amidst the era of ‘fake news’ and the increasingly unreliable nature of Internet search results.
Try not to let this sound silly or insult your intelligence. Because if you think about a few
examples, you’ll see how this is a more common, yet subtle dilemma happening all around us,
everyday. In the process of trying to solve our doubts we are sometimes increasing them and
this may be happening right under our noses.
True or false: Almost everywhere we look, many people are quick to offer their answers or
solutions (ie: their informed opinion) to the world’s problems, the direction of the economy or the
outcome of next election. To be fair, an ironic example is my opinion of this dilemma is itself.
We see it on cable news shows, hear it on talk radio and read it on social media post replies:
Many are quick to offer their correct answer but few point out the correct or alternate question.
(For instance, like I am doing right here)
Current examples of possibly wrong answers to unvalidated questions:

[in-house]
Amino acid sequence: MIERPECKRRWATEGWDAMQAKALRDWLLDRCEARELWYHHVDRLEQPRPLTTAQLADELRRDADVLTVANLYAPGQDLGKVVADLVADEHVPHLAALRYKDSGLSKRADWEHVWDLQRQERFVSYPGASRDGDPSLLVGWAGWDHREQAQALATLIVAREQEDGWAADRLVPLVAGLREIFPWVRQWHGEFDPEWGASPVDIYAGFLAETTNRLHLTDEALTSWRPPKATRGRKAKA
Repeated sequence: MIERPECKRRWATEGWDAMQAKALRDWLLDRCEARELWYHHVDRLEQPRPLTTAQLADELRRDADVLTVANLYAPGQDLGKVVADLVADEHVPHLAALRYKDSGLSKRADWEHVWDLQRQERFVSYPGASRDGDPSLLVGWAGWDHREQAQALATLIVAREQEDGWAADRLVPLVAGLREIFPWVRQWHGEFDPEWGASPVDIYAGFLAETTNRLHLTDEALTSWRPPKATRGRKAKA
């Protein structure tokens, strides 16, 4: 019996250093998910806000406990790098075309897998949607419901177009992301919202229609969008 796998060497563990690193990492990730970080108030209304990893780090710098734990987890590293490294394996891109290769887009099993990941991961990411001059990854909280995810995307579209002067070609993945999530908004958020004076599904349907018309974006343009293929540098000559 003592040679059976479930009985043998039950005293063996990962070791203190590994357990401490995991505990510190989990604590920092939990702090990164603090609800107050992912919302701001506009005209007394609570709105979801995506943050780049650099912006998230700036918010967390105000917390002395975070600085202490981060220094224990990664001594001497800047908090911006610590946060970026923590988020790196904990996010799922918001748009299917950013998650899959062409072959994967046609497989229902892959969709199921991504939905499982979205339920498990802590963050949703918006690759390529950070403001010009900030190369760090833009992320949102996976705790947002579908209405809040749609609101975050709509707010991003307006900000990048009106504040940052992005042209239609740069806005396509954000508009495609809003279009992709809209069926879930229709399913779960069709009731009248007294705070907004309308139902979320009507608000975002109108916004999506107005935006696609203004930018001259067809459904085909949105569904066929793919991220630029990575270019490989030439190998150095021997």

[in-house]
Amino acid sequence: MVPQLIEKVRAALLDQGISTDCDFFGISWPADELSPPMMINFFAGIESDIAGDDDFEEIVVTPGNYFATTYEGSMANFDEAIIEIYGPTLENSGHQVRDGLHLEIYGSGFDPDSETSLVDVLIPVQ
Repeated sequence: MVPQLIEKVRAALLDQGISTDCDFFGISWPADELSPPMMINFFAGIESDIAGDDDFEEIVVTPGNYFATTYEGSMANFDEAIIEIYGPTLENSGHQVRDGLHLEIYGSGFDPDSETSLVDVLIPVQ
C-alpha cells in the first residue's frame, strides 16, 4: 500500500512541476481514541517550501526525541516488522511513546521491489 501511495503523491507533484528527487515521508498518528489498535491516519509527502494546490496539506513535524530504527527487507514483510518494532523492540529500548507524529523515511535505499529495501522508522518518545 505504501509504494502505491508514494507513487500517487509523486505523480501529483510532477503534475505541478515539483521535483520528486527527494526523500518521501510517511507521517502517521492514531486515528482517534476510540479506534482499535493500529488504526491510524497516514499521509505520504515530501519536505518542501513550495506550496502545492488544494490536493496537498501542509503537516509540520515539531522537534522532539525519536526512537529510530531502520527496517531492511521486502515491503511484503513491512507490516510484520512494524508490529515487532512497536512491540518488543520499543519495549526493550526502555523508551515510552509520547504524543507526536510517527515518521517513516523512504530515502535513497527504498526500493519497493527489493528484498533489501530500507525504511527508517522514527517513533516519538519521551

Answer: Our education system can be fixed by doing Z.
Correct question: Which system exactly and what specific problems?
Answer: The solution to the immigration crisis is X.
Correct question: What is the immigration crisis exactly?
Answer: The best sector in economy right now is Y.
Correct questions: What does “best” sector mean, and to whom?
Is it the fastest growing or the most consistently growing? Or is it the one with the furthest to
grow? Why does defining it matter?
Answer: The best way to invest my 401(k) is X
Correct question: Have I made the maximum contribution yet? Do I consider employer matching
to determine this?
Pay a little attention this week in your environment and think about the abundance of answers
floating around and the relative scarcity of “correct question alternates”. In other words, look to
see who or what is questioning the questions. How this applies to our daily decisions is at least
as important as it is to our financial decisions.
Pointing this out is something I do to help my clients.
D. Scott Bloom, CFP